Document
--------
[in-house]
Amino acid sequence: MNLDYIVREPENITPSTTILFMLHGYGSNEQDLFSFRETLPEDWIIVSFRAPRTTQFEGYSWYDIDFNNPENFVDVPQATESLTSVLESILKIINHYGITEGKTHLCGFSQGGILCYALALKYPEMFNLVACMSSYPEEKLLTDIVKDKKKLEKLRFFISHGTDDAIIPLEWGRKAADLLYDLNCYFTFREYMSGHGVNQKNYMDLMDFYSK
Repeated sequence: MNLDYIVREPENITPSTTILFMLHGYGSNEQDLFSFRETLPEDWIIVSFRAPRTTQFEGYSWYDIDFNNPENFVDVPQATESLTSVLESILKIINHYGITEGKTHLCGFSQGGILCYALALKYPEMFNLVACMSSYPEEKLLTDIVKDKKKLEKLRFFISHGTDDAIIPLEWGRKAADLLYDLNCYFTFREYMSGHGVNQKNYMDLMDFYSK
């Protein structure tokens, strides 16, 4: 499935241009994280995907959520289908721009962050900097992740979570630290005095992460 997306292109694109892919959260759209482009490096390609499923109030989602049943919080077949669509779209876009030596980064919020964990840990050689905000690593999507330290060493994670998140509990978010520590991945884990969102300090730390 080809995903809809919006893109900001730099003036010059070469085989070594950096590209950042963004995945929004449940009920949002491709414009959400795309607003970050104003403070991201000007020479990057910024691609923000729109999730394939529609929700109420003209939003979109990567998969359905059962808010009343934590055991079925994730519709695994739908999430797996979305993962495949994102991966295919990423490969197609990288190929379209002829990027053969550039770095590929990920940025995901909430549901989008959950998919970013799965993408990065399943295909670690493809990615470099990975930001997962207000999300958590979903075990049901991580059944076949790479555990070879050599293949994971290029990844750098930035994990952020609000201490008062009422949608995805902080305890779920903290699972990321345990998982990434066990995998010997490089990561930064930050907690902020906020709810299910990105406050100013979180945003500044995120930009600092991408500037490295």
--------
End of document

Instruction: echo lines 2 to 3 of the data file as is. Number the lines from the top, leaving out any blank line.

Amino acid sequence: MNLDYIVREPENITPSTTILFMLHGYGSNEQDLFSFRETLPEDWIIVSFRAPRTTQFEGYSWYDIDFNNPENFVDVPQATESLTSVLESILKIINHYGITEGKTHLCGFSQGGILCYALALKYPEMFNLVACMSSYPEEKLLTDIVKDKKKLEKLRFFISHGTDDAIIPLEWGRKAADLLYDLNCYFTFREYMSGHGVNQKNYMDLMDFYSK
Repeated sequence: MNLDYIVREPENITPSTTILFMLHGYGSNEQDLFSFRETLPEDWIIVSFRAPRTTQFEGYSWYDIDFNNPENFVDVPQATESLTSVLESILKIINHYGITEGKTHLCGFSQGGILCYALALKYPEMFNLVACMSSYPEEKLLTDIVKDKKKLEKLRFFISHGTDDAIIPLEWGRKAADLLYDLNCYFTFREYMSGHGVNQKNYMDLMDFYSK